Infinitely Polar Bear

Posted on June 25, 2015 at 5:36 pm

Lowest Recommended Age: High School
MPAA Rating: Rated R for language
Profanity: Very strong language
Alcohol/ Drugs: Drinking, smoking
Violence/ Scariness: Family tension
Diversity Issues: A theme of the movie
Date Released to Theaters: June 19, 2015
Date Released to DVD: January 4, 2016 ASIN: B016UTP3V0

“Infinitely Polar Bear” is the term a young girl uses in this film for bipolar disorder, the mental illness that her father struggled with as he cared for his daughters. It indicates that this sensitive, touching story reflects the perspective of the children who lived with him.

Writer/director Maya Forbes based the film on her family’s story, when she and her sister lived with their father near their school in Boston in the 1970’s so that their mother could attend an MBA program in New York.

Because their father could not work, and because his wealthy family would not give them enough money to live on, the only way their mother could support them was to get a business degree, but she wanted the girls to stay in their home and school.  And so, Cam (Mark Ruffalo), who had been living alone, moves into the family apartment, and Maggie (Zoe Saldana) lives in New York during the week and comes home on weekends.  And the girls, Amelia (Imogene Wolodarsky, Forbes’ daughter) and Faith (Ashley Aufderheide) spend their weeks with a man who loves them very much but who fills the apartment with chaos and clutter, chain-smokes, drinks, and, worst of all, is SO embarrassing.

Copyright 2015 Sony Pictures Classics
Copyright 2015 Sony Pictures Classics

There is something both perceptive in presenting embarrassment as their primary reaction.  Children naturally see the world in terms of how it affects them, and school-age children are first discovering the way that they are judged by their peers and are therefore excruciatingly sensitive to it, and can become near-frantic about blending in.  But it is reassuring as well.  The girls know that both of their parents love them very much.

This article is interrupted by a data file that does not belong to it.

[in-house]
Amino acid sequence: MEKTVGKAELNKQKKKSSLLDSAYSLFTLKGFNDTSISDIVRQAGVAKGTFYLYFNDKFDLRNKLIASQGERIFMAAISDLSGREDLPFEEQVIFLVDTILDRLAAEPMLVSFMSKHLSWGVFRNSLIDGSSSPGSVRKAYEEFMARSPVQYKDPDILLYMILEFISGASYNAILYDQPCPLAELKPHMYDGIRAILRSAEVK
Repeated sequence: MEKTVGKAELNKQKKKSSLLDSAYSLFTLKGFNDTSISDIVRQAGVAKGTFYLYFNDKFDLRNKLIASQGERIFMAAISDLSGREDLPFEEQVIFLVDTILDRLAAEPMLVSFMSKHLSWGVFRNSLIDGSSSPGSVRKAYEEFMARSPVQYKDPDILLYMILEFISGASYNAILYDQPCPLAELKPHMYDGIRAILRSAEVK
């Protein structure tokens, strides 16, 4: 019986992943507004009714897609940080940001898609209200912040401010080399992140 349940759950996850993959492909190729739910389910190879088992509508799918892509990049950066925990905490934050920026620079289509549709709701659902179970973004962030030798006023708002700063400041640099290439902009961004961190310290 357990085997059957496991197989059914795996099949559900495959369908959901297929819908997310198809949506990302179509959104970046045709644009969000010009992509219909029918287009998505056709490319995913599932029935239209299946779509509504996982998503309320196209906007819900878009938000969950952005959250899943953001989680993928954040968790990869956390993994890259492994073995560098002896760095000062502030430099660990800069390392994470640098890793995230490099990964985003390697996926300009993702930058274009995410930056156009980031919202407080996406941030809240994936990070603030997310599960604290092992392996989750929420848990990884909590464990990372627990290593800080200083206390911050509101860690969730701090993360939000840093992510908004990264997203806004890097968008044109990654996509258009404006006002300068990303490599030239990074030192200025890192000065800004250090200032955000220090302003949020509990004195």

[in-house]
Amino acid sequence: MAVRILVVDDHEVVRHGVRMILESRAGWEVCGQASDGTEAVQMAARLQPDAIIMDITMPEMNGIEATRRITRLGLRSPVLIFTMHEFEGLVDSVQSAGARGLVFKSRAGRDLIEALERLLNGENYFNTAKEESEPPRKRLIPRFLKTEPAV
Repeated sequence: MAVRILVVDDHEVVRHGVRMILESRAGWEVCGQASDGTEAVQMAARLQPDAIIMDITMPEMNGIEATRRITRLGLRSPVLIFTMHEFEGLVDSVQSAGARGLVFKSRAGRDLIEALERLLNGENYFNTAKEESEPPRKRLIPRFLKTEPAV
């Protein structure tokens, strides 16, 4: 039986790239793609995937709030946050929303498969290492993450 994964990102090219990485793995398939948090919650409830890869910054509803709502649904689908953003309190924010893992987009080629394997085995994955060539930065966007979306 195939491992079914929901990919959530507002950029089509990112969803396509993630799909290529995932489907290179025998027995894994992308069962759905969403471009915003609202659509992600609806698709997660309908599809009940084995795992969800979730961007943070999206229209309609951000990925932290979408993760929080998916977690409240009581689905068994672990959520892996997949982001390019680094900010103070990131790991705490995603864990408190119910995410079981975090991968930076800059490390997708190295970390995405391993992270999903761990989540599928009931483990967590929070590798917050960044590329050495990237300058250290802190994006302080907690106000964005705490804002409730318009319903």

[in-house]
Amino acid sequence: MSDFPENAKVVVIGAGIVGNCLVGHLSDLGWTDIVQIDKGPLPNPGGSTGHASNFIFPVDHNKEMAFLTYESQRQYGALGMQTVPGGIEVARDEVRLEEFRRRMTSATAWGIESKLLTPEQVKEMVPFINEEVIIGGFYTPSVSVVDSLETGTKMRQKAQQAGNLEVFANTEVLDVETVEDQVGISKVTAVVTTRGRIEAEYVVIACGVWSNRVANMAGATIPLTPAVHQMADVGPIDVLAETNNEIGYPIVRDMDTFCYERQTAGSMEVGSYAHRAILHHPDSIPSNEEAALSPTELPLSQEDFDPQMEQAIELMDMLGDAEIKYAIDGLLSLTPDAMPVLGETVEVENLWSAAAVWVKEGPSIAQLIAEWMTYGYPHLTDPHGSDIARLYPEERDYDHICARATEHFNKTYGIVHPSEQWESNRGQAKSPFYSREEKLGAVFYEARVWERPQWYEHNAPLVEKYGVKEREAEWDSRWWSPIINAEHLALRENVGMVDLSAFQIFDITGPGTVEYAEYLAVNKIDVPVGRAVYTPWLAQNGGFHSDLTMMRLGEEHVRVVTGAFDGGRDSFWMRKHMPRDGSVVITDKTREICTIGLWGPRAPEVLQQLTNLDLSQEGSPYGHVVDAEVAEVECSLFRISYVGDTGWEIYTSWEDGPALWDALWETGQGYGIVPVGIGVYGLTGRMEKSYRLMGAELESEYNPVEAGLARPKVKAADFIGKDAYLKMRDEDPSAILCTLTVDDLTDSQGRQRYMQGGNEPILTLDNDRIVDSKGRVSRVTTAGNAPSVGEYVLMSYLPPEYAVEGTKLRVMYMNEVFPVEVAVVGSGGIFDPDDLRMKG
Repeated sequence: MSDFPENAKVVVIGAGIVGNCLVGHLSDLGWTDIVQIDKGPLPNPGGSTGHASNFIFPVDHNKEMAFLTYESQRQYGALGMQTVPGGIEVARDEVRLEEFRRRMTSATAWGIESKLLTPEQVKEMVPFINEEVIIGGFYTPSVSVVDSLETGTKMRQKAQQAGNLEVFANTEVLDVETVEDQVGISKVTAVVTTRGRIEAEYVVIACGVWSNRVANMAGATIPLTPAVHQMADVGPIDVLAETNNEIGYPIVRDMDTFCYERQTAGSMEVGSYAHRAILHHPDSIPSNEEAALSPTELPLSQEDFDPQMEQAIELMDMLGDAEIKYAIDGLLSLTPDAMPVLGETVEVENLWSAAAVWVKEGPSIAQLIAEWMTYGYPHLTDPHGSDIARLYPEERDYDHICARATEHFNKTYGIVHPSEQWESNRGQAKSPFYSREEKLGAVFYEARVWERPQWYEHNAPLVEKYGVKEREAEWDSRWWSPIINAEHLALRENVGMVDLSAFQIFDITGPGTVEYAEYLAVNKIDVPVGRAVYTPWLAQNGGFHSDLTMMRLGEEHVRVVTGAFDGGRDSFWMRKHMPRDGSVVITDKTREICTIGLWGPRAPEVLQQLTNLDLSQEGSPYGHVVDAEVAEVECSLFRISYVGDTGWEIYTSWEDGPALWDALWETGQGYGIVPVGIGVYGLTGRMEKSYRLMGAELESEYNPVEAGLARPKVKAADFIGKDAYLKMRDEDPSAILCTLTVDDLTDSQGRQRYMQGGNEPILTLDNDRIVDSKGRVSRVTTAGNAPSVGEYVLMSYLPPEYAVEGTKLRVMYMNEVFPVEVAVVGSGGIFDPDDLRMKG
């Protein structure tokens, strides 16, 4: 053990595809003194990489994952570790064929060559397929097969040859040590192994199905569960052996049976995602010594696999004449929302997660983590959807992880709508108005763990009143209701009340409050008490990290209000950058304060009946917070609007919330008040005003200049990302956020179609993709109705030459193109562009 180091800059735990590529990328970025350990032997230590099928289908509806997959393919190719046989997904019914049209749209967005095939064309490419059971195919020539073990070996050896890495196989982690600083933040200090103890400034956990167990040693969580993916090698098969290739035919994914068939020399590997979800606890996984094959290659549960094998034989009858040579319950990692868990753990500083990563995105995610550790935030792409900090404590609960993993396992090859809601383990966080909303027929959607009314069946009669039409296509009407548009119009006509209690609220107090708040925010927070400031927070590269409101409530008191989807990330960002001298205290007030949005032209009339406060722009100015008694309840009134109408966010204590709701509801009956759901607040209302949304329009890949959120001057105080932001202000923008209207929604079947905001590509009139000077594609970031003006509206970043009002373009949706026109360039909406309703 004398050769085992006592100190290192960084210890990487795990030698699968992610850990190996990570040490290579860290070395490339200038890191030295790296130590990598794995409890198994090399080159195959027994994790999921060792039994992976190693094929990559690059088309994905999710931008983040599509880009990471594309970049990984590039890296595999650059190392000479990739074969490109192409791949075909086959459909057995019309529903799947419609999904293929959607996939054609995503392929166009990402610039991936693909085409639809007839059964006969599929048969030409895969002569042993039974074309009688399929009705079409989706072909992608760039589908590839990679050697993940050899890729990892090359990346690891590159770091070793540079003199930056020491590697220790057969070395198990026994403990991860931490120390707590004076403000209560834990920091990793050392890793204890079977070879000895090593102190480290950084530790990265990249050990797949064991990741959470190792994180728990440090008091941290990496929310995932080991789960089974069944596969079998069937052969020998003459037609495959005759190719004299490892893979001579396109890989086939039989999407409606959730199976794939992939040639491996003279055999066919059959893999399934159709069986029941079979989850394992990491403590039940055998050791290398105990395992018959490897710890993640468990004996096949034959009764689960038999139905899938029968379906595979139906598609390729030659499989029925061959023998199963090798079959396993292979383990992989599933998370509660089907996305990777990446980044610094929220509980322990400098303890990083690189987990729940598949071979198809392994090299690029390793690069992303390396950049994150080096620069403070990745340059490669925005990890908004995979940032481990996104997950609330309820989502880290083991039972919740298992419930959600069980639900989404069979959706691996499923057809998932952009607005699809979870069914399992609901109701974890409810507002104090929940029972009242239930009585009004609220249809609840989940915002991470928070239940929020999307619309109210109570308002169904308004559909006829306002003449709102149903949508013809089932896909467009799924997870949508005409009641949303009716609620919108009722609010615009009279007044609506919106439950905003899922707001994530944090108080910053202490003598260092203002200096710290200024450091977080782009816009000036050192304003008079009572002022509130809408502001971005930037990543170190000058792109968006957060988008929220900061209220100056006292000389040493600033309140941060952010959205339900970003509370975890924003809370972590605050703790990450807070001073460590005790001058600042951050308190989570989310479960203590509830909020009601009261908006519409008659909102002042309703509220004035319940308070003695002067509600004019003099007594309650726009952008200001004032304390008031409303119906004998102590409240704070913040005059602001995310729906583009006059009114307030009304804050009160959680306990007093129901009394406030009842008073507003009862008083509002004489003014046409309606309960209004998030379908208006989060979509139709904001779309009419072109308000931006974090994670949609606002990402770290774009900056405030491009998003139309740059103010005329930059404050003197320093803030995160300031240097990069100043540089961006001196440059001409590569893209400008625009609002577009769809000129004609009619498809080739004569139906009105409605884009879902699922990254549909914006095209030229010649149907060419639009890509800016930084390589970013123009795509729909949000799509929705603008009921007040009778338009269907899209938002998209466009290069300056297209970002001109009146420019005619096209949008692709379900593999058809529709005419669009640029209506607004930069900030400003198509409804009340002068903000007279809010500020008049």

Forbes presents the story with enormous insight and compassion for each member of the family.  The young actresses who play the two girls are wonderfully natural.  Saldana gives a performance of endless grace.  And Ruffalo manages to make Cam a complete and complex character, unlike the typical movie portrayal of mental illness as a bundle of cute quirks or sociopathic fury.  There is nothing as carelessly lofty as the Boston upper class.  While Cam knows their era is ending and would not want it to continue, it persists in his speech and carriage and in occasional flashes of a sense of entitlement.  He impulsively decides to take his daughters on a tour of his family’s mansion, even though it is now owned by someone else, who reasonably thinks that no one, even former owners, should be allowed to enter without an invitation.  He visits his grandmother, who still controls the family money, and has dinner with his parents (Keir Dullea and Beth Dixon, nailing the effete accents, snobbery, and helplessness).  He tinkers with a dozen projects and stays up all night creating a mermaid costume.  And he self-medicates with chain-smoking and constant sips of beer.  Ruffalo plays Cam not as a mentally ill man but as a man who has a mental illness, along with a lot of other qualities, including a deep love for his wife and children.

Parents should know that this film has very strong language, themes of mental illness, smoking, drinking, drugs, and family dysfunction.

Family discussion: Do you agree with the decision made by the parents about leaving the girls with Cam?  How have ideas about mental illness changed since the era of this film?  How does the writer/director, who based the story on her own life, feel about her parents?

If you like this, try: “Donnie Darko,” “A Beautiful Mind” and “Silver Linings Playbook”

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Based on a true story Disabilities and Different Abilities DVD/Blu-Ray Pick of the Week Family Issues
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